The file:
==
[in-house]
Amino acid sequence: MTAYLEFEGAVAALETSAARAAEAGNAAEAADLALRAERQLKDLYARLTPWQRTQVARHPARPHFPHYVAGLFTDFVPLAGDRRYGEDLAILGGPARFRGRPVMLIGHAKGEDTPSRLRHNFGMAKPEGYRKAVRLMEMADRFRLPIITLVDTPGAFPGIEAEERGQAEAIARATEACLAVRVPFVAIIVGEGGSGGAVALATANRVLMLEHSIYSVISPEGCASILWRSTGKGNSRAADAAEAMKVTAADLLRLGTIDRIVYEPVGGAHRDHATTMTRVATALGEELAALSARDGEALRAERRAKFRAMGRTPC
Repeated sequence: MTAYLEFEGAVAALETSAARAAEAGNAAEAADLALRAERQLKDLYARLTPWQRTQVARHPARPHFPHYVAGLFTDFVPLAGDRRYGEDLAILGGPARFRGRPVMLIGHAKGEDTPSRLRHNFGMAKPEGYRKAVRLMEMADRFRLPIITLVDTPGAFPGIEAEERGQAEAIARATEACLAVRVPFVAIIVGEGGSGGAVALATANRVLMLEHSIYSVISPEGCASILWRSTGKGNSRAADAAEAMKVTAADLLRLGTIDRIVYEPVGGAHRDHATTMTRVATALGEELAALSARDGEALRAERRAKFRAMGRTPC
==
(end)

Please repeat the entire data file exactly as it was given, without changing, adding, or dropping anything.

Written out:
[in-house]
Amino acid sequence: MTAYLEFEGAVAALETSAARAAEAGNAAEAADLALRAERQLKDLYARLTPWQRTQVARHPARPHFPHYVAGLFTDFVPLAGDRRYGEDLAILGGPARFRGRPVMLIGHAKGEDTPSRLRHNFGMAKPEGYRKAVRLMEMADRFRLPIITLVDTPGAFPGIEAEERGQAEAIARATEACLAVRVPFVAIIVGEGGSGGAVALATANRVLMLEHSIYSVISPEGCASILWRSTGKGNSRAADAAEAMKVTAADLLRLGTIDRIVYEPVGGAHRDHATTMTRVATALGEELAALSARDGEALRAERRAKFRAMGRTPC
Repeated sequence: MTAYLEFEGAVAALETSAARAAEAGNAAEAADLALRAERQLKDLYARLTPWQRTQVARHPARPHFPHYVAGLFTDFVPLAGDRRYGEDLAILGGPARFRGRPVMLIGHAKGEDTPSRLRHNFGMAKPEGYRKAVRLMEMADRFRLPIITLVDTPGAFPGIEAEERGQAEAIARATEACLAVRVPFVAIIVGEGGSGGAVALATANRVLMLEHSIYSVISPEGCASILWRSTGKGNSRAADAAEAMKVTAADLLRLGTIDRIVYEPVGGAHRDHATTMTRVATALGEELAALSARDGEALRAERRAKFRAMGRTPC